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Justice News

Department of Justice
U.S. Attorney’s Office
District of Connecticut

FOR IMMEDIATE RELEASE
Tuesday, June 25, 2013

Federal Jury Convicts Wethersfield Resident Of Running Fraudulent Debt Elimination Scheme


Deirdre M. Daly, Acting United States Attorney for the District of Connecticut, today announced that a federal jury in Hartford has found DEOWRAJ “DEO” BUDDHU, 70, formerly of Wethersfield, guilty of multiple charges related to his operation of a fraudulent debt elimination scheme.  The trial before Chief United States District Judge Alvin W. Thompson began on June 5 and the jury returned its verdict this afternoon after deliberating for less than one hour.

“This defendant’s fictitious debt elimination scheme defrauded numerous struggling homeowners, many of whom were immigrants with little command of the English language,” stated Acting U.S. Attorney Daly.  “He took thousands of dollars from his victims, knowing it would make their unsteady financial situation even worse, and used the funds to pay his own personal expenses.  All distressed homeowners must steer clear of such schemes and seek legitimate assistance for financial difficulties.  I want to thank IRS – Criminal Investigation and HUD-OIG for their work on this case, and our other law enforcement partners who are committed to prosecuting individuals who victimize individuals through financial fraud schemes.”

According to the evidence introduced during the trial and statements made during prior court proceedings, between February 2009 and June 2012, BUDDHU sold a debt elimination “program” to several vulnerable individuals through various businesses, including Paradise Consulting Service, Hema, Inc., and Secured Redemption.  In exchange for substantial fees, BUDDHU told victims about a little-known government fund that could be used to pay off their mortgages and other debts.  In fact, no such fund exists.  BUDDHU advised victims to stop making payments on their mortgages and other debts, including property taxes.  He also provided his victims with fictitious promissory notes, which he called “bonds,” as well as other frivolous documentation, which he told victims they could use to pay their debts.  BUDDHU’s daughter, Sunita Buddhu, a licensed notary public, notarized documents provided to the victims as part of the program.  Victims were directed to present the fraudulent promissory notes and other documentation to banks and other creditors.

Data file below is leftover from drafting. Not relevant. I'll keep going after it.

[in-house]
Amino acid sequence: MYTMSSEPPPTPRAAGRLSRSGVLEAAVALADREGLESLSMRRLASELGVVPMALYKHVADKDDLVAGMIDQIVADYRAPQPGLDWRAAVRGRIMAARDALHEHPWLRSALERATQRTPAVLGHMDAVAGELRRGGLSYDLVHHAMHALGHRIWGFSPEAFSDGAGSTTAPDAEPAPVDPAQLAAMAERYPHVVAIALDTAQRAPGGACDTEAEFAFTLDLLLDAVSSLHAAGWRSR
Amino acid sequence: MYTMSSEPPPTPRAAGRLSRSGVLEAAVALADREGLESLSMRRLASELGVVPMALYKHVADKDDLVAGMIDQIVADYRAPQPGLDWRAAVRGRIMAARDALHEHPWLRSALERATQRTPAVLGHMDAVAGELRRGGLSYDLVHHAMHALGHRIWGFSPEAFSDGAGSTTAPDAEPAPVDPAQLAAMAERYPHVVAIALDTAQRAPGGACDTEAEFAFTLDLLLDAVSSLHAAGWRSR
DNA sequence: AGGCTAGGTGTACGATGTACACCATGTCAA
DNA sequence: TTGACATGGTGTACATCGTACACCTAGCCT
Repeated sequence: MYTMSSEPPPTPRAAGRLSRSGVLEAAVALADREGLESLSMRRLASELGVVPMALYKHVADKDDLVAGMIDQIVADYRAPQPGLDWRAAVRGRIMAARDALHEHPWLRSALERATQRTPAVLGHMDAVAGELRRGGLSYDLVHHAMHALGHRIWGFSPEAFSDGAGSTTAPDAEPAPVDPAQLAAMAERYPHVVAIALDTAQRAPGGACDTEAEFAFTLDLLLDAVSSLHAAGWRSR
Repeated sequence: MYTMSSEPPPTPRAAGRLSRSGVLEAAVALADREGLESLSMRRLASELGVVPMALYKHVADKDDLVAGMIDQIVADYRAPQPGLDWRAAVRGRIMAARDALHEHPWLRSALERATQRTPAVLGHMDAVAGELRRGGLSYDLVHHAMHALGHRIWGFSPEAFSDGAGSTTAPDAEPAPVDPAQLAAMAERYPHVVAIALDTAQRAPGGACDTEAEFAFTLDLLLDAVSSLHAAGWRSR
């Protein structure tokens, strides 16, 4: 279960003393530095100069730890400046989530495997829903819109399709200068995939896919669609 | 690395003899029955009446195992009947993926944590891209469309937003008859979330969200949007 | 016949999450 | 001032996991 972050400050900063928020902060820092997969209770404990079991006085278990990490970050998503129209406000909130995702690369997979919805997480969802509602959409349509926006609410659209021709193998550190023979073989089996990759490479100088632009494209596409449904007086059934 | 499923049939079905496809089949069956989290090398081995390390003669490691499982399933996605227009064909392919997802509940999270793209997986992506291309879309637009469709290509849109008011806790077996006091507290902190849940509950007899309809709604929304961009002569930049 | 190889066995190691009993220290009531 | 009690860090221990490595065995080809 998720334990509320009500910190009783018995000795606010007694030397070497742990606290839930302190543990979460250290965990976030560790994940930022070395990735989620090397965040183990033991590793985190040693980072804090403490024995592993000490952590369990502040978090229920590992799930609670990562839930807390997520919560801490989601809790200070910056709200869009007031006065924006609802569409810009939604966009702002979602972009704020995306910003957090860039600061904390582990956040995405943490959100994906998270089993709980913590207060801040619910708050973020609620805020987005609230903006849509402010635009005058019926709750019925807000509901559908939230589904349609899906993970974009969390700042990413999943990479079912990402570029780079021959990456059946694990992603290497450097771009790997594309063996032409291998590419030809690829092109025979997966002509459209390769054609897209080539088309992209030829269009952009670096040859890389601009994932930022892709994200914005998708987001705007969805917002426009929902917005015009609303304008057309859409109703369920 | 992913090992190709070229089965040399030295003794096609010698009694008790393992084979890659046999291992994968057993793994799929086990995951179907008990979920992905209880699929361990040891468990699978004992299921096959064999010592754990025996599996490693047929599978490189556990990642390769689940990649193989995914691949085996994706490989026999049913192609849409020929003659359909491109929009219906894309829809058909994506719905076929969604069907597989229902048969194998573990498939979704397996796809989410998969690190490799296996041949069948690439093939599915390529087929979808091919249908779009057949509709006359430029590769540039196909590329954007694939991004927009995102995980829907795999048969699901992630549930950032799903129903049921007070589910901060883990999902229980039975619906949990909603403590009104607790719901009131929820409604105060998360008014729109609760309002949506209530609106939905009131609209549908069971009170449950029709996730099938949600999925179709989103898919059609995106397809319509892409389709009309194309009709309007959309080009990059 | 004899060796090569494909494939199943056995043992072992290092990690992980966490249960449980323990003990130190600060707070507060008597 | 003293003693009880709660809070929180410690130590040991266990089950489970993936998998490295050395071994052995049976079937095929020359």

By ceasing their mortgage payments and other obligations, BUDDHU’s victims ended up in foreclosure proceedings and are at risk of losing their homes and other assets.

BUDDHU also prepared and directed victims to file frivolous lawsuits, documents, motions, and other purported legal documents with the state courts in Connecticut and elsewhere.

The jury found BUDDHU guilty of six counts of mail fraud and seven counts of issuing, selling and presenting fictitious financial instruments.  Chief Judge Thompson has scheduled sentencing for September 17, 2013, at which time BUDDHU faces a maximum term of imprisonment of 30 years on each count of mail fraud, and a maximum term of imprisonment of 25 years on each count of passing fraudulent financial instruments.

BUDDHU has been detained since his arrest on June 11, 2012.

On October 10, 2012, Sunita Buddhu, 43, pleaded guilty to one count of issuing, selling and presenting fictitious financial instruments.  She has been detained since her arrest on June 13, 2012 and also awaits sentencing.

This matter was investigated by the Internal Revenue Service – Criminal Investigation and the U.S. Department of Housing and Urban Development – Office of Inspector General, with assistance from the Wethersfield Police Department.

The case is being prosecuted by Assistant United States Attorneys Lisa Perkins and Liam Brennan.
Today’s announcement is part of efforts underway by the President’s Financial Fraud Enforcement Task Force (FFETF) which was created in November 2009 to wage an aggressive, coordinated and proactive effort to investigate and prosecute financial crimes. With more than 20 federal agencies, 94 U.S. attorneys’ offices and state and local partners, it’s the broadest coalition of law enforcement, investigatory and regulatory agencies ever assembled to combat fraud. Since its formation, the task force has made great strides in facilitating increased investigation and prosecution of financial crimes; enhancing coordination and cooperation among federal, state and local authorities; addressing discrimination in the lending and financial markets and conducting outreach to the public, victims, financial institutions and other organizations. Over the past three fiscal years, the Justice Department has filed more than 10,000 financial fraud cases against nearly 15,000 defendants including more than 2,700 mortgage fraud defendants.

To report financial fraud crimes, and to learn more about the President’s Financial Fraud Enforcement Task Force, please visit www.stopfraud.gov.

PUBLIC AFFAIRS CONTACT:

U.S. ATTORNEY'S OFFICE
Tom Carson
(203) 821-3722
thomas.carson@usdoj.gov

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Updated March 18, 2015